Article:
Microsoft forced a self-serving vulnerability disclosure policy on the industry 10 years ago, but cries foul when Google does the same today.
Ten years ago, Microsoft dominated the cybersecurity industry. It employed, directly or through consultancies, the largest chunk of security experts. The ability to grant or withhold business meant influencing those consulting companies -- Microsoft didn't even have to explicitly ask for consulting companies to fire Microsoft critics for that to happen. Every product company depended upon Microsoft's goodwill in order to develop security products for Windows, engineering and marketing help that could be withheld on a whim.
This meant, among other things, that Microsoft dictated the "industry standard" of how security problems ("vulnerabilities") were reported. Cybersecurity researchers who found such bugs were expected to tell the vendor in secret, and give the vendor as much time as they needed in order to fix the bug. Microsoft sometimes sat on bugs for years before fixing them, relying upon their ability to blacklist researchers to keep them quiet. Security researchers who didn't toe the line found bad things happening to them.
I experienced this personally. We found a bug in a product called TippingPoint that allowed us to decrypt their "signatures", which we planned to release at the BlackHat hacker convention, after giving the vendor months to fix the bug. According to rumors, Microsoft had a secret program with TippingPoint with special signatures designed to track down cybercriminals. Microsoft was afraid that if we disclosed how to decrypt those signatures, that their program would be found out.
Microsoft contacted our former employer, ISS, which sent us legal threats. Microsoft sent FBI agents to threaten us in the name of national security. A Microsoft consultant told the BlackHat organizer, Jeff Moss, that our research was made up, that it didn't work, so I had to sit down with Jeff at the start of the conference to prove it worked before I was allowed to speak.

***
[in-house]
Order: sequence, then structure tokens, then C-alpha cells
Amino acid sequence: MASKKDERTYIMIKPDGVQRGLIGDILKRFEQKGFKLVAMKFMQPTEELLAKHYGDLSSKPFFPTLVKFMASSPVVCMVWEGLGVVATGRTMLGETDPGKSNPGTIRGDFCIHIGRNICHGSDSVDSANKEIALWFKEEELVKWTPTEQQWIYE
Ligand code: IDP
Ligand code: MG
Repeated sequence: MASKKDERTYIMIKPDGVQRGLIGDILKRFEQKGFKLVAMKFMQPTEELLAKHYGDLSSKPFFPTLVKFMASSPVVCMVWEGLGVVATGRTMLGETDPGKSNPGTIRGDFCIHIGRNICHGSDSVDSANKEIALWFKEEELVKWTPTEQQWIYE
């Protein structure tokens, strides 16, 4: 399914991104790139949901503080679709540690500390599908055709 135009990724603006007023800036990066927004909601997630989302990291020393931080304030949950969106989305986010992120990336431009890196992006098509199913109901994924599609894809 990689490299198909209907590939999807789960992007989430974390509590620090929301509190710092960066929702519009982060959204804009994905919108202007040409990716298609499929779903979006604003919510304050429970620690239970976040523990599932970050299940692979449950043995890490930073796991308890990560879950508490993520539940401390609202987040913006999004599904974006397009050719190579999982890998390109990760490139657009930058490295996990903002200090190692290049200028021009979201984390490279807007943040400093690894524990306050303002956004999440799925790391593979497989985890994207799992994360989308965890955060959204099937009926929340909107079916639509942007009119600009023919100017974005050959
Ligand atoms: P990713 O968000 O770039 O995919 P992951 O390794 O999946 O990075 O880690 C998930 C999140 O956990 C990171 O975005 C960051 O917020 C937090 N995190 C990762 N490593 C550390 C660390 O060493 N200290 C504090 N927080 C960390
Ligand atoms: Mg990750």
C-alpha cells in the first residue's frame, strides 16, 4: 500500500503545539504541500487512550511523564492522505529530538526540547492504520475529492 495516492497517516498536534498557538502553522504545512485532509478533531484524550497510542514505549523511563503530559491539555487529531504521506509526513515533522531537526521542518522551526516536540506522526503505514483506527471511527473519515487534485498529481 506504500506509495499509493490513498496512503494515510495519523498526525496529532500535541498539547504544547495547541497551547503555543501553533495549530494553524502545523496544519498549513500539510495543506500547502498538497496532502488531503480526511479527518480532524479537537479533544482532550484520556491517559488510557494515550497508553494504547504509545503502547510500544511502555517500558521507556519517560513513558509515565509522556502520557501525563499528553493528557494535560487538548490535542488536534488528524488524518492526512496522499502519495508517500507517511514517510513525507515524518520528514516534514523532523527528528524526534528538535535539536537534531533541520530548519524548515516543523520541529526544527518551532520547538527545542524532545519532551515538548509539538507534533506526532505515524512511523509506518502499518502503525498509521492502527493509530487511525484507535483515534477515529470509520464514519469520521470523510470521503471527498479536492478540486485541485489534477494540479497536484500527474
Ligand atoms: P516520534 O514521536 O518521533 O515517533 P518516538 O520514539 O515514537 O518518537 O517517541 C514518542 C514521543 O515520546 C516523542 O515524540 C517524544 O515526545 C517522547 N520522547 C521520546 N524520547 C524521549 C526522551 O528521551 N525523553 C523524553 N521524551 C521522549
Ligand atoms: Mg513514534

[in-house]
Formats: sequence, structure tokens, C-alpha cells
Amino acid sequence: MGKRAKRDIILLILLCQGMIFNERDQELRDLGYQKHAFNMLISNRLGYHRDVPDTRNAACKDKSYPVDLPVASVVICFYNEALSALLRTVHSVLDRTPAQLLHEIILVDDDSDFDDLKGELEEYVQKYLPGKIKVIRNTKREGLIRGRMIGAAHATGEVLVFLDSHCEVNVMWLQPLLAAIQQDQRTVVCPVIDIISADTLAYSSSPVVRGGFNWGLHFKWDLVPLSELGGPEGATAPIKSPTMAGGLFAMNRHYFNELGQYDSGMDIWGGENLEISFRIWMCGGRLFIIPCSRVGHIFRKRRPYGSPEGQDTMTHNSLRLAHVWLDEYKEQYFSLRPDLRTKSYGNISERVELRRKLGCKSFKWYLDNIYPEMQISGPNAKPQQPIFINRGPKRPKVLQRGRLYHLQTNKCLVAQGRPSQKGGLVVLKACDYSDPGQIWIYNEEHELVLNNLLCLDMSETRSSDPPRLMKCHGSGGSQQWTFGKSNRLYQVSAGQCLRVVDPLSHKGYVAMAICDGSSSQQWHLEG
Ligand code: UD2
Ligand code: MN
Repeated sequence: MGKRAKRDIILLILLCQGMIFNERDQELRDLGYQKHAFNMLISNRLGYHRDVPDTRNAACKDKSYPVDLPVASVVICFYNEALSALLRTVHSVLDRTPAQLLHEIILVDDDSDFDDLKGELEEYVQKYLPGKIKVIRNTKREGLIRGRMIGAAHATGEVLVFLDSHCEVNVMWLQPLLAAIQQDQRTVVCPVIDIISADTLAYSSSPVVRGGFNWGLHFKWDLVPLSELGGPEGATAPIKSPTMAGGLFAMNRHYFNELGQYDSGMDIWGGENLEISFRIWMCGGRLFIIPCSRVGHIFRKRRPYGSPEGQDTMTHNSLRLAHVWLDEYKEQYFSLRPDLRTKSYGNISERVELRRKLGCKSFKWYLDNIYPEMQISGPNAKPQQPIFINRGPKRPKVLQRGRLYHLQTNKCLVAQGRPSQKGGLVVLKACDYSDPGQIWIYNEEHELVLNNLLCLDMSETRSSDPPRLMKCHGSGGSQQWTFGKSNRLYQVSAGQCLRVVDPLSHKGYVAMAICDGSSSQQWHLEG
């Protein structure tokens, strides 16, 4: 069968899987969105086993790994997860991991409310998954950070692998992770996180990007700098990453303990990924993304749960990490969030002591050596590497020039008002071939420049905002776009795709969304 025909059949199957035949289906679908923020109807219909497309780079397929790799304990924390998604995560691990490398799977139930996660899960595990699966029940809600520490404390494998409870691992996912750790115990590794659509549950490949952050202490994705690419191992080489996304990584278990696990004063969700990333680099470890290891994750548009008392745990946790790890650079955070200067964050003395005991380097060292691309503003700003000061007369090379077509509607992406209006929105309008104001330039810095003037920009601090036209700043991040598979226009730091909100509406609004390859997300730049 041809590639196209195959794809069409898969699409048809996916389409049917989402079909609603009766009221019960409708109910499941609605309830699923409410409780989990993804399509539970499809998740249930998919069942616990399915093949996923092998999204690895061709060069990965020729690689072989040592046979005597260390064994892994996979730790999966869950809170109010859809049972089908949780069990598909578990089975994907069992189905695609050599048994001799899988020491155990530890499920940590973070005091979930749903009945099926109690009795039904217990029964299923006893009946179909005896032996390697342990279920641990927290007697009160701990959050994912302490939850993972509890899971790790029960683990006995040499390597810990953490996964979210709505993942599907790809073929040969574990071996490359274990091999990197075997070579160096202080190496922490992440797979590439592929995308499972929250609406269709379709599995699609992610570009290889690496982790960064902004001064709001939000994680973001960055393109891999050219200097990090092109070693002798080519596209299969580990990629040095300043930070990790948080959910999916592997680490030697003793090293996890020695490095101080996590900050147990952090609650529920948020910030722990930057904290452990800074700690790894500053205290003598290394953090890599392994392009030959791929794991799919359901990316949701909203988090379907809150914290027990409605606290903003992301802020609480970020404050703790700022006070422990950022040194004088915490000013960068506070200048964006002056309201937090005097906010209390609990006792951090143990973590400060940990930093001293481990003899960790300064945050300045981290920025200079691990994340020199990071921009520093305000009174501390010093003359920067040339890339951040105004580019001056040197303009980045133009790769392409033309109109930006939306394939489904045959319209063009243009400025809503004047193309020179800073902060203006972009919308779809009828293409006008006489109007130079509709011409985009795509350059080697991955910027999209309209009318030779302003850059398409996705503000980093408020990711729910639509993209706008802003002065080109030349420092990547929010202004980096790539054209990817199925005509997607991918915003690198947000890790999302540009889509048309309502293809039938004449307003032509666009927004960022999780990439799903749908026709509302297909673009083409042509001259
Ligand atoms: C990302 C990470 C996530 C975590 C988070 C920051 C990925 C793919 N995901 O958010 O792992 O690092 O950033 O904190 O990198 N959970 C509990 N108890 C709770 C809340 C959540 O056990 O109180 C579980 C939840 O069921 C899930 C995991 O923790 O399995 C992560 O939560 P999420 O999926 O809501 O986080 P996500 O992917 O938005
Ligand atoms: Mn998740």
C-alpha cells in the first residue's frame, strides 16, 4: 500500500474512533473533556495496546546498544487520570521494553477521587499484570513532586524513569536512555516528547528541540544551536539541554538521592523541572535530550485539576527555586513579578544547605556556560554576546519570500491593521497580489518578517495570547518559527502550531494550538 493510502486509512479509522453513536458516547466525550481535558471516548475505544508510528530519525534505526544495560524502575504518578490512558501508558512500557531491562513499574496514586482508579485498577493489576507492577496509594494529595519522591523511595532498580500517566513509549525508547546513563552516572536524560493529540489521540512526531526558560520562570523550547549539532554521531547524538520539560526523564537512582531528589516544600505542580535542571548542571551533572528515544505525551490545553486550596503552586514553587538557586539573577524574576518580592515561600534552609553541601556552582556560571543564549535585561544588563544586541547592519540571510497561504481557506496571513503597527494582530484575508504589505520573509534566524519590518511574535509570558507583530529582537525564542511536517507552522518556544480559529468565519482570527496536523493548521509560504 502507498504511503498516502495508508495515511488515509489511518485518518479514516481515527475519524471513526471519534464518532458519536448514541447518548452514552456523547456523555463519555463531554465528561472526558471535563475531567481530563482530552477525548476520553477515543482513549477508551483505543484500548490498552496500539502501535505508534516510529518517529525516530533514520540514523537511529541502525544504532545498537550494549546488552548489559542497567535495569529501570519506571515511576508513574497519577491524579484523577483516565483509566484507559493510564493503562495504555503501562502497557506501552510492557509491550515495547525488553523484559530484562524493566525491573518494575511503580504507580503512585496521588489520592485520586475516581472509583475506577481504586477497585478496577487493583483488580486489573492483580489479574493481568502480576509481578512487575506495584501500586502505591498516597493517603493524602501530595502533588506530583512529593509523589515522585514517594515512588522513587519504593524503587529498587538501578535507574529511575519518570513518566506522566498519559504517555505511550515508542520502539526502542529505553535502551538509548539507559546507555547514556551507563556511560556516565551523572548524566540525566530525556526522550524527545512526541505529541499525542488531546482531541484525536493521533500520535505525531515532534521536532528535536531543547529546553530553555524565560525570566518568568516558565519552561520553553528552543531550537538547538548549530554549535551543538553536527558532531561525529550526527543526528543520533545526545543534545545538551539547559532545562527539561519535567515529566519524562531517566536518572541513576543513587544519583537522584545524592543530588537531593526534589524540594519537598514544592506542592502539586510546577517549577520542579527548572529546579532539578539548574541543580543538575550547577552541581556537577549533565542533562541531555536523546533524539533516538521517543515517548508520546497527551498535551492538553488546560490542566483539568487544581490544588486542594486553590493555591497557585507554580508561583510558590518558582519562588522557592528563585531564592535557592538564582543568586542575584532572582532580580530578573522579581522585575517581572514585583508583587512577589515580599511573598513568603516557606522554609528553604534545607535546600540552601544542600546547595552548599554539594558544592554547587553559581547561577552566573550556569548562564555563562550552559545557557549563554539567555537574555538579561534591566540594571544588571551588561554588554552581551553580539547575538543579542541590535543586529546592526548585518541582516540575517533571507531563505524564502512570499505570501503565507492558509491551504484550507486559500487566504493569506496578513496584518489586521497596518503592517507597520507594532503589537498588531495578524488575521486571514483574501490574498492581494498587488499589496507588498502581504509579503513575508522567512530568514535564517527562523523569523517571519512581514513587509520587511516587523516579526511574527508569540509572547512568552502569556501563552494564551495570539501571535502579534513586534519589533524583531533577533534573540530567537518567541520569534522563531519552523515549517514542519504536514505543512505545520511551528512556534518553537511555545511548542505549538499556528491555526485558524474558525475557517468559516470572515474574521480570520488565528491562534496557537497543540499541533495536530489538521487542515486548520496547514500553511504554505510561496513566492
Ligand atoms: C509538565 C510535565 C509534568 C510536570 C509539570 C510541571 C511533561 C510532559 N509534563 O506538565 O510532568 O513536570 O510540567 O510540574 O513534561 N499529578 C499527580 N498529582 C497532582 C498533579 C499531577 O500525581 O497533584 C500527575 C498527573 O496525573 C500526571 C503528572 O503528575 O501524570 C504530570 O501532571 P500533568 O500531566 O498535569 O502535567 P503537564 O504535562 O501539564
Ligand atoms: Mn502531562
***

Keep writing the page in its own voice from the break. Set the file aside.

My point is that a decade ago in the cybersecurity industry, Microsoft dictated terms.
Today, the proverbial shoe is on the other foot. Microsoft's products are now legacy, so Windows security is becoming as relevant as IBM mainframe security. Today's cybersecurity researchers care about Apple, Google Chrome, Android, and the cloud. Microsoft is powerless to threaten the industry. It's now Google who sets the industry's standard for reporting vulnerabilities. Their policy is that after 90 days, vulnerabilities will be reported regardless if the vendor has fixed the bug. This applies even to Google itself when researchers find bugs in products like Chrome.
This is a nasty trick, of course. Google uses modern "agile" processes to develop software. That means that after making a change, the new software is tested automatically and shipped to customers within 24 hours. Microsoft is still mired in antiquated 1980s development processes, so that it takes three months and expensive manual testing before a change is ready for release. Google's standard doesn't affect everyone equally -- it hits old vendors like Microsoft the hardest.
We saw the effect this last week, where after notifying Microsoft of a bug 90 days ago, Google dumped the 0day (the information hackers need to exploit the bug) on the Internet before Microsoft could release a fix.
I enjoyed reading Microsoft's official response to this event, full of high-minded rhetoric why Google is bad, and why Microsoft should be given more time to fix bugs. It's just whining -- Microsoft's alternative disclosure policy is even more self-serving than Google's. They are upset over their inability to adapt and fix bugs in a timely fashion. They resent how Google exploits its unfair advantage. Since Microsoft can't change their development, they try to change public opinion to force Google to change.
But Google is right. Since we can't make perfect software, we must make fast and frequent fixes the standard. Nobody should be in the business of providing "secure" software that can't turn around bugs quickly. Rather than 90 days being too short, it's really too long. Microsoft either needs to move forward with the times and adopt "agile" methodologies, or just accept its role of milking legacy for the next few decades as IBM does with mainframes.